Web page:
More Than Ever, The Quest For Authenticity Must Govern Internal Communications
While the consequences of the Covid-19 pandemic will durably transform the world of work, companies must reconnect with their employees.
Indeed, the latter suffer from the new situation which is imposed on them. First of all, work from home days are longer (by 3 hours on average in the U.S.).
In addition, digital collaborative tools are proving to be wearisome. A study conducted by Microsoft shows that video conference participants get tired after 30 to 40 minutes of meeting and stressed after two hours. The reason is that they need to be more focused than in a physical meeting to capture the information shared by other participants and stay engaged in the discussion.
The same study also found that only 35 percent of those surveyed have a dedicated space to work from home and that nearly 60 percent feel less connected to their colleagues since they work from home more often. These practical difficulties and feelings of isolation are also stress factors.
In this context, companies need to pay even more attention than usual to the well-being of their employees and their involvement in a collective project. Incidentally, the latter contributes to the former.
Several elements, in the way companies and their managers communicate, can serve this double objective, first and foremost their ability to project meaning, their willingness to listen to their employees, and the attention paid to their relationship with their teams.
But one of the determining elements relates to the authenticity of organizations’ internal communications activities. It helps maintain an indispensable trust between managers and employees. Trust is more difficult to cultivate when there is less interaction between them. The fewer exchanges there are, the more employees need to be sure that their manager is sincere with them. The slightest doubt in this respect can damage a relationship and cast doubt on the affected employee as to their place in the company. In fact, the authenticity of managers is essential in building trust with their employees, which in turn is a guarantee of those employees’ resilience.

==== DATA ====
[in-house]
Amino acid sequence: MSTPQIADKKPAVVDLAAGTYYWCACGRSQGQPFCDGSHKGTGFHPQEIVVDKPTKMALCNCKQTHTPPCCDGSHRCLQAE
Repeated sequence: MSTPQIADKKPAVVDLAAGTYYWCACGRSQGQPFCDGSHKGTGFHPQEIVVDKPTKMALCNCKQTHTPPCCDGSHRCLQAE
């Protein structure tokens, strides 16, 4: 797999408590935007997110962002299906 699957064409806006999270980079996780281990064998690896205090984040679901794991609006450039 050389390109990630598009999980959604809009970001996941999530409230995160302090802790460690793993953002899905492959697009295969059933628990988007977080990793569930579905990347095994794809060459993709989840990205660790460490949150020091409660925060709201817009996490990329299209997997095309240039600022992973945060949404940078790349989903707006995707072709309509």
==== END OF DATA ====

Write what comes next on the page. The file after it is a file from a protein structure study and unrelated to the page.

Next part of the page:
One of the facets of authenticity is the rejection of a chimerical perfection. Authentic managers present themselves as they are, not as they would like to be. They embrace their vulnerability, do not claim omniscience, and share their doubts and questions.
An anecdote told a few months ago by Angela Ahrendts, former CEO of Burberry and senior vice president of retail at Apple, is enlightening in this respect:
“I had been a couple of months at Apple Retail and somebody came up to me and said, ‘We think you should send an email out to all 70,000 employees and, if you give it to us by Friday, we will translate it in 36 languages.’
I say, ‘I am gonna do a video.’ They say, ‘We don’t do videos.’ ‘I am gonna do a video, and I don’t want a studio, and I don’t want make-up. We have a phone. I am gonna do it like my kids do YouTube videos. It’s gonna be three thoughts in three minutes or less, no editing, nothing.’
I record a first video memo from my desk, using an iPhone. I say, ‘Hi, sorry I haven’t reached out before. We are gonna do these videos. I am going to talk to you once a week – three thoughts in three minutes or less – because I want you to be aware of what our plan is, where we are going. I want us to commit, I want you to trust me.’ I was just very open and honest. One minute in, my phone rings. It was my daughter. And I said, ‘Excuse me.’ I picked up and I said, ‘Angelina, Mommy will call you back in like two minutes.’ And then I kept going.
And, of course, they wanted to edit it. Apple has got to be perfect. And I said, ’Not in this world. It doesn’t have to be perfect. They have to see that I am authentic. They also have to see that I put my kids first.’ And, the next day, I must have gotten 500 emails. People thanking me for taking my daughter’s call.”
The way Angela Ahrendts chose to communicate with her teams several years before the Covid-19 pandemic is obviously not of the same strategic importance as the internal communications challenges that many companies are facing today. But it illustrates two critical and yet often ignored points.
First of all, an internal communication is a success when it is authentic, not when it is perfect. Leaders may appreciate a picture-perfect communication; their employees will respond to an authentic one. Second, the main vehicle for authenticity is the content of the message, not its form.